In a new development marking the continuous rise of artificial intelligence (AI), the New York City Subway has started employing AI to monitor fare evasion. The subway system is harnessing third-party software that can spot people avoiding fares and the system was already operational in seven subway stations as of May. While this move underscores the Metropolitan Transit Authority’s (MTA) commitment to reducing the staggering $690 million lost to fare evasion in 2022, it’s raising serious concerns among privacy advocates and social justice proponents. They argue this is another instance of deploying technology to criminalize and target the less privileged, instead of focusing resources on making public transportation more affordable and accessible.
Despite assurances from MTA spokesperson Joana Flores that the AI system doesn’t alert the police about fare evaders, the potential for a policy change remains looming. The AI system’s main objective, according to the MTA’s communications director Tim Minton, is to count the number of fare evaders and decipher their evasion methods. This data could be utilized differently at any given moment, bringing to light how the introduction of AI systems could lead to unpredictable policy shifts. This approach, while financially justified from a transit authority’s standpoint, is drawing criticism for further encroaching on privacy rights and exacerbating socio-economic inequalities. It’s a sobering illustration of how, once artificial intelligence becomes part of our daily operations, its use and impact can potentially shift without warning.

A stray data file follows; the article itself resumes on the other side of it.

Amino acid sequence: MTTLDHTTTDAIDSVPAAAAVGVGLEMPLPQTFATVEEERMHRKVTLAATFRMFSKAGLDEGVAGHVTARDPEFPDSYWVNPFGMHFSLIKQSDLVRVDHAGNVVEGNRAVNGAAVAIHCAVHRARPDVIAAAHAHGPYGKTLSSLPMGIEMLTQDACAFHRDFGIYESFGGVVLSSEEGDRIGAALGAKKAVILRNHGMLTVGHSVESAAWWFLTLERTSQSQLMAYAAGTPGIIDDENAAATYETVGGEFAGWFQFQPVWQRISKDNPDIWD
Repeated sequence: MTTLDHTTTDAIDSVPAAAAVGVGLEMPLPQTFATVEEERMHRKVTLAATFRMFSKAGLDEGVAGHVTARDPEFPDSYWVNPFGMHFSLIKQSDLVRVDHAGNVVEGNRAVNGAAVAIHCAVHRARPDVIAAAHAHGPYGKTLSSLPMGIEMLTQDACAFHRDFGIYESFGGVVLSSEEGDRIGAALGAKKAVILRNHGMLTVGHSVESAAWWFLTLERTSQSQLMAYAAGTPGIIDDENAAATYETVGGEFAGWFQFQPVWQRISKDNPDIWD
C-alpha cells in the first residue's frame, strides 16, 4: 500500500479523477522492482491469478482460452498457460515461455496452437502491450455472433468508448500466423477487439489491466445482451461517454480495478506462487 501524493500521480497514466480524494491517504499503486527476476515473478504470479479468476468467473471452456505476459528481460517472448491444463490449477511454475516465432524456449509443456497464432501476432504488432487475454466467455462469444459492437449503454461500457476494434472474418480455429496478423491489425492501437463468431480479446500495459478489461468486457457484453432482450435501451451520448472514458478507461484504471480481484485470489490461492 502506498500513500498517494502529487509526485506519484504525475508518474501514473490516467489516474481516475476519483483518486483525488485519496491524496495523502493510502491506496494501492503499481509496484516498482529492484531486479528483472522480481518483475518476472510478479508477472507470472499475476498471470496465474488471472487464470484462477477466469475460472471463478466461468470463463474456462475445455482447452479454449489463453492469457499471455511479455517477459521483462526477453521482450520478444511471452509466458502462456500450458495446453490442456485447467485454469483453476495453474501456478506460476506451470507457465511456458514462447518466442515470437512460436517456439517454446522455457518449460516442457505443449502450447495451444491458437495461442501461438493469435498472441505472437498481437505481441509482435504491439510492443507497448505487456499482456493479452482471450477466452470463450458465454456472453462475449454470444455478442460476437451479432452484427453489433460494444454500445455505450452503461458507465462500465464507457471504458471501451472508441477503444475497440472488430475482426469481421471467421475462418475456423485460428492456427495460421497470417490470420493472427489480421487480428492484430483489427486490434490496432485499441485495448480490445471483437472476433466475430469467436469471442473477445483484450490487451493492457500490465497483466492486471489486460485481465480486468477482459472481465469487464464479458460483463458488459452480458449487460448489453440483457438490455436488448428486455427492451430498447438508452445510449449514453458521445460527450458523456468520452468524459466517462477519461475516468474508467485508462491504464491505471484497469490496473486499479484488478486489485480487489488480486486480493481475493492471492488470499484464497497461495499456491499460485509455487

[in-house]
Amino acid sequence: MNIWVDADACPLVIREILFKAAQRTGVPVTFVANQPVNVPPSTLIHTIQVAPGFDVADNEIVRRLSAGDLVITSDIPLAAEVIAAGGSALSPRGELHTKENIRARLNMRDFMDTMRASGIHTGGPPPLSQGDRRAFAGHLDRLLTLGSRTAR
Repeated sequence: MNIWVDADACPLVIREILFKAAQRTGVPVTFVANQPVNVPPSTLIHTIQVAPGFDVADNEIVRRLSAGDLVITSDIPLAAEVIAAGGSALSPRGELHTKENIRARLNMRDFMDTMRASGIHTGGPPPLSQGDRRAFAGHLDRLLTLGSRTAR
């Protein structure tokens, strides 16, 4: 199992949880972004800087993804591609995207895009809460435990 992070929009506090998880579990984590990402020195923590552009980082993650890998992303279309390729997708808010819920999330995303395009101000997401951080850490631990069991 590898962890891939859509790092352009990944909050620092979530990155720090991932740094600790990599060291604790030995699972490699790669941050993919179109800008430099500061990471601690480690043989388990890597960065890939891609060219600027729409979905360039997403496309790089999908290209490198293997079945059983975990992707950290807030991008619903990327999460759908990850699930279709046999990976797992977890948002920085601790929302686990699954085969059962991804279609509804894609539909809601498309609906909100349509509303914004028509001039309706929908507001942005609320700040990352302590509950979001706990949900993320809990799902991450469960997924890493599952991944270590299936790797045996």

You can read the full (heavily redacted contract HERE
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